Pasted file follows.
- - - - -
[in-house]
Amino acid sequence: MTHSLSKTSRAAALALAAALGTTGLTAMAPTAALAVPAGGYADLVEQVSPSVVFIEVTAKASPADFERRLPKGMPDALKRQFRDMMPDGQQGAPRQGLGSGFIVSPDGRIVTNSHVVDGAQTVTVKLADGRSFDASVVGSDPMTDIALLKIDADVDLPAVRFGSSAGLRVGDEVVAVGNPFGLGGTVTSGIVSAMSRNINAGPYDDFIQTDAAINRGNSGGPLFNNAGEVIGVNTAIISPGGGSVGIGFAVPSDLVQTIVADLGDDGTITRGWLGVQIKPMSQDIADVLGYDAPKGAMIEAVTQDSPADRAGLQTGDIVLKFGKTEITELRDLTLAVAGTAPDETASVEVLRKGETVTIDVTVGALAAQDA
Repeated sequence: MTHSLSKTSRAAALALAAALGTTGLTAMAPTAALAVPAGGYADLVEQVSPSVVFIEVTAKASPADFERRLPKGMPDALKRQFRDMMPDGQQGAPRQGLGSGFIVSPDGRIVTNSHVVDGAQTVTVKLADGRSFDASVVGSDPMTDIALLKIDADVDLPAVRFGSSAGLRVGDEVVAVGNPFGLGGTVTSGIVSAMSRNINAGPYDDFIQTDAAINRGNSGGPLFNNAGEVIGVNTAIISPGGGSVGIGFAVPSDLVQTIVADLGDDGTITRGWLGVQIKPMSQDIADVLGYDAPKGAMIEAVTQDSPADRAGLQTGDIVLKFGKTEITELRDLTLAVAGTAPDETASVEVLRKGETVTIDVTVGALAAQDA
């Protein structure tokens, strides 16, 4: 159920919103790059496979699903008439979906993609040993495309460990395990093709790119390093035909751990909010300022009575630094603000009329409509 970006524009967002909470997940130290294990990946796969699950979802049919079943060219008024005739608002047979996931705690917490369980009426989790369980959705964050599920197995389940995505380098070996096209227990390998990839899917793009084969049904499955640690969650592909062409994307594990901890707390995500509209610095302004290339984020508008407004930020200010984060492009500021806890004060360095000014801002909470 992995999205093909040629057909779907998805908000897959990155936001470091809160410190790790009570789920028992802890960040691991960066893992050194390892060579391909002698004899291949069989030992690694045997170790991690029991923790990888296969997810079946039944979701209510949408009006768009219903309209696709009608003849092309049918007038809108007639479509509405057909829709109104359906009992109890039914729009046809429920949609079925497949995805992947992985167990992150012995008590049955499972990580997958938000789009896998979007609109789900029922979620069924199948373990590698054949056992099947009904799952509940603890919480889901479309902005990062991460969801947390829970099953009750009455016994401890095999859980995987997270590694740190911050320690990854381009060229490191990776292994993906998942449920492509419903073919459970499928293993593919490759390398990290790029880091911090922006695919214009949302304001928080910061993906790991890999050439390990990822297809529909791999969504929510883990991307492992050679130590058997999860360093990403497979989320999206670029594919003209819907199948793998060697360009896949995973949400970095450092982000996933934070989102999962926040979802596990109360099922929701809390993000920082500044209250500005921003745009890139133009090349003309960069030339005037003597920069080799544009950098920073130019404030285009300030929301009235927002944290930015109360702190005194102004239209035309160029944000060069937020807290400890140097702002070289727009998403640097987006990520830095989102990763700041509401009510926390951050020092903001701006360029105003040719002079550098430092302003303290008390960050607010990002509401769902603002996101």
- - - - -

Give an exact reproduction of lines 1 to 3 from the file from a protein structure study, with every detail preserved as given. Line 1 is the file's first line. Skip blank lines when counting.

[in-house]
Amino acid sequence: MTHSLSKTSRAAALALAAALGTTGLTAMAPTAALAVPAGGYADLVEQVSPSVVFIEVTAKASPADFERRLPKGMPDALKRQFRDMMPDGQQGAPRQGLGSGFIVSPDGRIVTNSHVVDGAQTVTVKLADGRSFDASVVGSDPMTDIALLKIDADVDLPAVRFGSSAGLRVGDEVVAVGNPFGLGGTVTSGIVSAMSRNINAGPYDDFIQTDAAINRGNSGGPLFNNAGEVIGVNTAIISPGGGSVGIGFAVPSDLVQTIVADLGDDGTITRGWLGVQIKPMSQDIADVLGYDAPKGAMIEAVTQDSPADRAGLQTGDIVLKFGKTEITELRDLTLAVAGTAPDETASVEVLRKGETVTIDVTVGALAAQDA
Repeated sequence: MTHSLSKTSRAAALALAAALGTTGLTAMAPTAALAVPAGGYADLVEQVSPSVVFIEVTAKASPADFERRLPKGMPDALKRQFRDMMPDGQQGAPRQGLGSGFIVSPDGRIVTNSHVVDGAQTVTVKLADGRSFDASVVGSDPMTDIALLKIDADVDLPAVRFGSSAGLRVGDEVVAVGNPFGLGGTVTSGIVSAMSRNINAGPYDDFIQTDAAINRGNSGGPLFNNAGEVIGVNTAIISPGGGSVGIGFAVPSDLVQTIVADLGDDGTITRGWLGVQIKPMSQDIADVLGYDAPKGAMIEAVTQDSPADRAGLQTGDIVLKFGKTEITELRDLTLAVAGTAPDETASVEVLRKGETVTIDVTVGALAAQDA